For he, that fteeps his fafety in true blood,*
Shall find but bloody fafety, and untrue.
This act, fo evilly born, fhall cool the hearts

66

How green, &c.] Hall in his Chronicle of Richard III. says, what neede in that grene worlde the protector had," &c. HENDERSON.

John lays you plots ;] That is, lays plots, which must be ferviceable to you. Perhaps our author wrote-your plots. John is doing your bufinefs. MALONE.

The old reading is undoubtedly the true one. A fimilar phrase Occurs in the Firft Part of K. Henry VI:

"He writes me here, that," &c.

Again, in the Second Part of the fame play" He would have carried you a fore-hand fhaft," &c. STEEVENS.

2

true blood,] The blood of him that has the just claim.

JOHNSON.

The expreffion feems to mean no more than innocent blood in general. RITSON.

Of all his people, and freeze up their zeal;
That none so small advantage shall step forth,
To check his reign, but they will cherish it:
No natural exhalation in the sky,

3

No fcape of nature, no diftemper'd day,
No common wind, no cuftomed event,
But they will pluck away his natural caufe,
And call them meteors, prodigies, and figns,
Abortives, préfages, and tongues of heaven,
Plainly denouncing vengeance upon John.
LEW. May be, he will not touch young Arthur's
life,

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But hold himself fafe in his prifonment,

PAND. O, fir, when he fhall hear of your approach, If that young Arthur be not gone already, Even at that news he dies: and then the hearts Of all his people fhall revolt from him, And kifs the lips of unacquainted change; And pick strong matter of revolt, and wrath, Out of the bloody fingers' ends of John. Methinks, I fee this hurly all on foot; And, O, what better matter breeds for you, Than I have nam'd! 4-The baftard Faulconbridge Is now in England, ranfacking the church, Offending charity: If but a dozen French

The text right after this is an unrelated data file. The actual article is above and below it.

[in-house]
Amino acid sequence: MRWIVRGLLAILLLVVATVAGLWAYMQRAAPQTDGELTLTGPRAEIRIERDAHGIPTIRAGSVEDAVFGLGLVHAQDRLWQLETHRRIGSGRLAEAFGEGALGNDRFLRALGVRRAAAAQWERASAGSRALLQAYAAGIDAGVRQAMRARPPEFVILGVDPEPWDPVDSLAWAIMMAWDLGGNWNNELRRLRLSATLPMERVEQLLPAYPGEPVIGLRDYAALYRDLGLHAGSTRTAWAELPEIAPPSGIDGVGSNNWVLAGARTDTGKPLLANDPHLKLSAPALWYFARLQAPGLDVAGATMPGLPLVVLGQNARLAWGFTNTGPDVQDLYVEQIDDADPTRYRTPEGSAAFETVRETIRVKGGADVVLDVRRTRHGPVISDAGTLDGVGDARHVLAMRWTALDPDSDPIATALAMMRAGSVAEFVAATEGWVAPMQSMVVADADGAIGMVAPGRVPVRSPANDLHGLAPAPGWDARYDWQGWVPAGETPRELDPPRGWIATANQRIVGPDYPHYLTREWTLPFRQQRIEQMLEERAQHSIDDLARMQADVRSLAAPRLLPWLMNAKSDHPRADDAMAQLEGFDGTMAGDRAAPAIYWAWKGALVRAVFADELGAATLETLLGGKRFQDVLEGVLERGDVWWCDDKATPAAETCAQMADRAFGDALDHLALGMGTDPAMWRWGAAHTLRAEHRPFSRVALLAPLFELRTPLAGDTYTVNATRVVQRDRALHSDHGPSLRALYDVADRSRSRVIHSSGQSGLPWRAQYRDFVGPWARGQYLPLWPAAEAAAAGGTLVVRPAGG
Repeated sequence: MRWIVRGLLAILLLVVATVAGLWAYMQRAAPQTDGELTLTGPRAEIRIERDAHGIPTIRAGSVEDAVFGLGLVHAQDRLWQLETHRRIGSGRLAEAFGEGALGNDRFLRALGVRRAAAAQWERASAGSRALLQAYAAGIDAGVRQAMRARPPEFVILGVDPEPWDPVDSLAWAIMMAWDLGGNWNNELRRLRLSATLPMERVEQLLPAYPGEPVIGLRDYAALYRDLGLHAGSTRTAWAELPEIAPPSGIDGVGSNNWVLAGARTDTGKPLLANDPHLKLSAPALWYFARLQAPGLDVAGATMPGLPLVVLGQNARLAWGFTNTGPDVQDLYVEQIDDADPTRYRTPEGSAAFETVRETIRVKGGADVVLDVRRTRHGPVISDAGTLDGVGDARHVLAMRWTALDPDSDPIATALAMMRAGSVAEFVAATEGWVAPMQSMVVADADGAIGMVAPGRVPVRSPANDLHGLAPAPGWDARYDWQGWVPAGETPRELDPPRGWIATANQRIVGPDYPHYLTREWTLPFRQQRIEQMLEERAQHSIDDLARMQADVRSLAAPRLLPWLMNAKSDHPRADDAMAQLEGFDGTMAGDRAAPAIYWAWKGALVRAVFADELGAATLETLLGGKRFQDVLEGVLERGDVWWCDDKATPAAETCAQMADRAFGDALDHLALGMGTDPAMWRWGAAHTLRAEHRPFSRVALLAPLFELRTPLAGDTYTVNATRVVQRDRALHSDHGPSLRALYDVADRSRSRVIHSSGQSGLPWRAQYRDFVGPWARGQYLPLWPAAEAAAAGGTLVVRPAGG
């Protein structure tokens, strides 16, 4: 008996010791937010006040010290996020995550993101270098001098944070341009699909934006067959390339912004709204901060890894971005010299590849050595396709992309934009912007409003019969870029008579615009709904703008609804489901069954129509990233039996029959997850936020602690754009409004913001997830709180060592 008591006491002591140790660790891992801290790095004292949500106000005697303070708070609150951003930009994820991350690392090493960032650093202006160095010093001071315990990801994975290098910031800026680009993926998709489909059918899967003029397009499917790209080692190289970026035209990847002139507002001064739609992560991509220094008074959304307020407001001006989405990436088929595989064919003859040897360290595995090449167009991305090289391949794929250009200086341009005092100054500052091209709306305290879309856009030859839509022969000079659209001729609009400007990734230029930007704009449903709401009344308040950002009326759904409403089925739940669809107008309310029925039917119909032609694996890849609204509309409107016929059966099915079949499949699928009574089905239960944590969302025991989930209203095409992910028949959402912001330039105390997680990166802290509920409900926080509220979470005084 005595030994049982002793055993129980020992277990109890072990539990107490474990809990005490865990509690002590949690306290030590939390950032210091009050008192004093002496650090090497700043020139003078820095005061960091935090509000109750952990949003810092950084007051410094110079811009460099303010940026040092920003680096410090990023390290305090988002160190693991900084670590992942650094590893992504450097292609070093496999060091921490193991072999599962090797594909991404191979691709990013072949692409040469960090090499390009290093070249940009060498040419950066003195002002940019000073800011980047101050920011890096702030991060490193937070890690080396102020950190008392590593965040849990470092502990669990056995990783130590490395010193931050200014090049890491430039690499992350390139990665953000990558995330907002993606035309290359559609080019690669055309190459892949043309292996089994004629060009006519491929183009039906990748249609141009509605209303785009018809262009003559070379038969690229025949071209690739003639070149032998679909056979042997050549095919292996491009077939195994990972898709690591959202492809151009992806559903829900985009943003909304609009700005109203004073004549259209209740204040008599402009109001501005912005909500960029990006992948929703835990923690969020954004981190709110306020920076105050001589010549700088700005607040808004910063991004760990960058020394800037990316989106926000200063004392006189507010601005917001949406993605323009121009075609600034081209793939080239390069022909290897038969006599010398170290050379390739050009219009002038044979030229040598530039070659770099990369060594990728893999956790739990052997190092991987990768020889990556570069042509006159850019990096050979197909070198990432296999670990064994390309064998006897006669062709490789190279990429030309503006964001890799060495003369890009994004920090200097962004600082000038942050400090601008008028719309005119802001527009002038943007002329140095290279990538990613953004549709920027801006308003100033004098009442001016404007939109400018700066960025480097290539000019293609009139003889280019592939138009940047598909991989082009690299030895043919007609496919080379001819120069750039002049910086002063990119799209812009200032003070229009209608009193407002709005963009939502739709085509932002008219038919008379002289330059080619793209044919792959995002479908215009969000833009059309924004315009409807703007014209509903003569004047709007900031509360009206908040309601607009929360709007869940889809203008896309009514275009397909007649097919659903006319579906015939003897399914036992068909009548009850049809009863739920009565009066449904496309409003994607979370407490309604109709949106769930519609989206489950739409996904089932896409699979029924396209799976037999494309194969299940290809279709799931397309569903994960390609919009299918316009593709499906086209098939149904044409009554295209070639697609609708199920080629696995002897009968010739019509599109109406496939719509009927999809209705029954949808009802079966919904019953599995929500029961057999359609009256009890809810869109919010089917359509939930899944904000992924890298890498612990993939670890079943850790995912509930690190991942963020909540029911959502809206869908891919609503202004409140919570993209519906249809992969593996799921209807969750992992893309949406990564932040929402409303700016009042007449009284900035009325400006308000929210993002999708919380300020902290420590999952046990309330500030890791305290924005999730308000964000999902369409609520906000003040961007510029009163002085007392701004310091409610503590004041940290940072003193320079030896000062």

3. No scape of nature, ] The old copy reads:- No fcope, &c.

STEEVENS.

It was corrected by Mr. Pope. The word abortives in the latter part of this fpeech, referring apparently to these fcapes of nature, confirms the emendation that has been made. MALONE.

The author very finely calls a monstrous birth, an escape of nature. As if it were produced while fhe was bufy elsewhere, or intent upon fome other thing. WARBURTON,

And, O, what better matter breeds for you,

Than I have nam'd!] I believe we should read lo! inflead of 0. M. MASON.

Were there in arms, they would be as a call5
To train ten thoufand English to their fide;
Or, as a little fnow, tumbled about,

6

Anon becomes a mountain. O noble Dauphin,
Go with me to the king: 'Tis wonderful,
What may be wrought out of their difcontent:
Now that their fouls are topfull of offence,
For England go; I will whet on the king.

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they would be as a call] The image is taken from the manner in which birds are fometimes caught; one being placed for the purpose of drawing others to the net, by his note or call.

MALONE.

Or, as a little fnow,] Bacon, in his Hiftory of Henry VII. fpeaking of Simnel's march, obferves, that their Snow-ball did not gather as it went. JOHNSON.

7 Atrong actions:] The oldeft copy reads-frange actions: the folio 1632-ftrong. STEEVENS.

The editor of the fecond folio for ftrange fubftituted ftrong; and the two words fo nearly resemble each other that they might certainly have been eafily confounded. But in the present inftance I fee no reafon for departing from the reading of the original copy; which is perfedly intelligible. MALONE.

The repetition in the fecond folio is perfe&ly in our author's manner, and is countenanced by the following paffage in King Henry V:

"Think we King Harry Arong,

"And, princes, look, you firongly arm to meet him."

STEEVENS.